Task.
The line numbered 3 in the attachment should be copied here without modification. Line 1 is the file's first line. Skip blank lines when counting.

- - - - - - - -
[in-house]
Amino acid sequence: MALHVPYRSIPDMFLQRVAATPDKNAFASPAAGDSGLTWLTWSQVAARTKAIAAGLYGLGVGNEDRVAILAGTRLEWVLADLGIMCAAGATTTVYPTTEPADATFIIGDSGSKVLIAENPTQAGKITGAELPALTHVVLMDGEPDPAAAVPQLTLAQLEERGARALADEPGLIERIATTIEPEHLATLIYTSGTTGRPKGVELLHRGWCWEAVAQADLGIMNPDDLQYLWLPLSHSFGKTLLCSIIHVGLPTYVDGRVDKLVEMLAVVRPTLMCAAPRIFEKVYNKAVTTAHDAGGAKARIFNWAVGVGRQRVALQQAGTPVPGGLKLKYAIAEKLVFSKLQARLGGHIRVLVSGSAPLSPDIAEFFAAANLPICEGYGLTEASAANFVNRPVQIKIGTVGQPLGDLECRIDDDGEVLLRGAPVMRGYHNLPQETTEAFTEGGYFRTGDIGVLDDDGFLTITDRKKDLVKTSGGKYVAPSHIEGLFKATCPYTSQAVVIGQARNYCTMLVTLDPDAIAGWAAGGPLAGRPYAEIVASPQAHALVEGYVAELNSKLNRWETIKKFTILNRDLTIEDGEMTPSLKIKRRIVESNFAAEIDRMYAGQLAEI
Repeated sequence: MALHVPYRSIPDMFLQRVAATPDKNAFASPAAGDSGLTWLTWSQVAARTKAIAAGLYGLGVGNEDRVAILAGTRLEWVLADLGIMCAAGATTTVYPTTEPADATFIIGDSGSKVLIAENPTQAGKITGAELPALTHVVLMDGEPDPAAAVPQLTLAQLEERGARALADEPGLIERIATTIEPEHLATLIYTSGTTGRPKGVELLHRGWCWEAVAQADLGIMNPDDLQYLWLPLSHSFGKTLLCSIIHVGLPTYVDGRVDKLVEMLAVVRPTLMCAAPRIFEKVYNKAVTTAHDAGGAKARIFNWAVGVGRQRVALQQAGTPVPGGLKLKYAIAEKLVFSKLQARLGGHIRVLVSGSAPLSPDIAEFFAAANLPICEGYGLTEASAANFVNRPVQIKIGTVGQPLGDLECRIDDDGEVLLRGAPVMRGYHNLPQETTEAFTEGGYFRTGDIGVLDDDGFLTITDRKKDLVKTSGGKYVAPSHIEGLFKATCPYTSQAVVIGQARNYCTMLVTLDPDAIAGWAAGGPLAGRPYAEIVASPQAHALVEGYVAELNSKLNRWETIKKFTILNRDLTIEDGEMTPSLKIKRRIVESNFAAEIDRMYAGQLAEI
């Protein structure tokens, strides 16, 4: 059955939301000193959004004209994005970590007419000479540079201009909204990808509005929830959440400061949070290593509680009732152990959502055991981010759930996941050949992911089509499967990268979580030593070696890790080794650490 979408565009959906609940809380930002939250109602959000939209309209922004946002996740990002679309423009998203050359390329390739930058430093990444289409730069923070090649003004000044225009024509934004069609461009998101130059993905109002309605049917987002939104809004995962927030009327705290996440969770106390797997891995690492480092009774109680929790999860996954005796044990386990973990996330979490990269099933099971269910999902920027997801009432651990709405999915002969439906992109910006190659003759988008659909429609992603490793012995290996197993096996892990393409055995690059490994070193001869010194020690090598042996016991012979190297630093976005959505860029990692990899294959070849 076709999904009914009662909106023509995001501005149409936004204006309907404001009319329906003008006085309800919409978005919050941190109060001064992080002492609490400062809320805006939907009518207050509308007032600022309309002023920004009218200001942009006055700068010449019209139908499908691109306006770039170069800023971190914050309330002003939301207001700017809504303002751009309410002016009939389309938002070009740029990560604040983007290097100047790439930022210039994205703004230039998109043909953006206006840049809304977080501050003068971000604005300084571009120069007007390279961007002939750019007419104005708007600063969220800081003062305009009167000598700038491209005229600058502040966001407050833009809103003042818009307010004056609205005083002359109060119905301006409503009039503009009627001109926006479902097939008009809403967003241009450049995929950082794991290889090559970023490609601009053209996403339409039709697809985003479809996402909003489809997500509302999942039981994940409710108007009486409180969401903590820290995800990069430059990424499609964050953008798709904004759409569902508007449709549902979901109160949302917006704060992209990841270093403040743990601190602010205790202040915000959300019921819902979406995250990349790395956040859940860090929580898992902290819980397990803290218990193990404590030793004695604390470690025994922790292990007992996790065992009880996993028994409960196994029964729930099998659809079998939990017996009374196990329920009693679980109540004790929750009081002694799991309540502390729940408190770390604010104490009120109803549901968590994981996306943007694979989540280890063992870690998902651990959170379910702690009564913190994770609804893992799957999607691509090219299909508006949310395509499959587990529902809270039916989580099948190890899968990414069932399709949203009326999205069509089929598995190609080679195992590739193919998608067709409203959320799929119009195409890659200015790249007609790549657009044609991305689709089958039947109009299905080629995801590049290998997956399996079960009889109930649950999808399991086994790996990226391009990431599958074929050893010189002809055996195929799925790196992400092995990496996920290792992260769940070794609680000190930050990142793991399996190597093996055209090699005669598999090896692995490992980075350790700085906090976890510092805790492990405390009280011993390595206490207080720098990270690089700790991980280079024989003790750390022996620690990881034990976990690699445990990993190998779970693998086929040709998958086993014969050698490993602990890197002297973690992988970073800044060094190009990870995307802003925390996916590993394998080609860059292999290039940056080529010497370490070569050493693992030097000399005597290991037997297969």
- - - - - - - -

Repeated sequence: MALHVPYRSIPDMFLQRVAATPDKNAFASPAAGDSGLTWLTWSQVAARTKAIAAGLYGLGVGNEDRVAILAGTRLEWVLADLGIMCAAGATTTVYPTTEPADATFIIGDSGSKVLIAENPTQAGKITGAELPALTHVVLMDGEPDPAAAVPQLTLAQLEERGARALADEPGLIERIATTIEPEHLATLIYTSGTTGRPKGVELLHRGWCWEAVAQADLGIMNPDDLQYLWLPLSHSFGKTLLCSIIHVGLPTYVDGRVDKLVEMLAVVRPTLMCAAPRIFEKVYNKAVTTAHDAGGAKARIFNWAVGVGRQRVALQQAGTPVPGGLKLKYAIAEKLVFSKLQARLGGHIRVLVSGSAPLSPDIAEFFAAANLPICEGYGLTEASAANFVNRPVQIKIGTVGQPLGDLECRIDDDGEVLLRGAPVMRGYHNLPQETTEAFTEGGYFRTGDIGVLDDDGFLTITDRKKDLVKTSGGKYVAPSHIEGLFKATCPYTSQAVVIGQARNYCTMLVTLDPDAIAGWAAGGPLAGRPYAEIVASPQAHALVEGYVAELNSKLNRWETIKKFTILNRDLTIEDGEMTPSLKIKRRIVESNFAAEIDRMYAGQLAEI